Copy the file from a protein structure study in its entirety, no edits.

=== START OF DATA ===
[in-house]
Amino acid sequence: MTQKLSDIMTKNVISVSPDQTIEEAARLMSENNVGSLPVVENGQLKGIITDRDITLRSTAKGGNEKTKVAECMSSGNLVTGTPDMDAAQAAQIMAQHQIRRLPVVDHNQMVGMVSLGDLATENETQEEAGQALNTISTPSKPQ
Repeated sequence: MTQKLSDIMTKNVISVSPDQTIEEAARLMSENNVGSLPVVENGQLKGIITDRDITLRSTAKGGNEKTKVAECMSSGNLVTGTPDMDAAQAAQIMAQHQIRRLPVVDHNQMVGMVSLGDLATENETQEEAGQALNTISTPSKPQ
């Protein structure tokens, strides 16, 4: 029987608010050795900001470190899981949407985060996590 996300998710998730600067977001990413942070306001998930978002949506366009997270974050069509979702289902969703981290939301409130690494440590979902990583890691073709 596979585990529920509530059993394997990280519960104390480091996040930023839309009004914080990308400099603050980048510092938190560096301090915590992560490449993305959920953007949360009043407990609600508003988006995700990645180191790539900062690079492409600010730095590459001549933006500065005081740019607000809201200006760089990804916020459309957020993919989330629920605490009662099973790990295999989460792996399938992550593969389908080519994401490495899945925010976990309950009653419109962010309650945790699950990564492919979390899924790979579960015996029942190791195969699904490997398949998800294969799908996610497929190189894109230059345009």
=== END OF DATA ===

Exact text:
[in-house]
Amino acid sequence: MTQKLSDIMTKNVISVSPDQTIEEAARLMSENNVGSLPVVENGQLKGIITDRDITLRSTAKGGNEKTKVAECMSSGNLVTGTPDMDAAQAAQIMAQHQIRRLPVVDHNQMVGMVSLGDLATENETQEEAGQALNTISTPSKPQ
Repeated sequence: MTQKLSDIMTKNVISVSPDQTIEEAARLMSENNVGSLPVVENGQLKGIITDRDITLRSTAKGGNEKTKVAECMSSGNLVTGTPDMDAAQAAQIMAQHQIRRLPVVDHNQMVGMVSLGDLATENETQEEAGQALNTISTPSKPQ
């Protein structure tokens, strides 16, 4: 029987608010050795900001470190899981949407985060996590 996300998710998730600067977001990413942070306001998930978002949506366009997270974050069509979702289902969703981290939301409130690494440590979902990583890691073709 596979585990529920509530059993394997990280519960104390480091996040930023839309009004914080990308400099603050980048510092938190560096301090915590992560490449993305959920953007949360009043407990609600508003988006995700990645180191790539900062690079492409600010730095590459001549933006500065005081740019607000809201200006760089990804916020459309957020993919989330629920605490009662099973790990295999989460792996399938992550593969389908080519994401490495899945925010976990309950009653419109962010309650945790699950990564492919979390899924790979579960015996029942190791195969699904490997398949998800294969799908996610497929190189894109230059345009």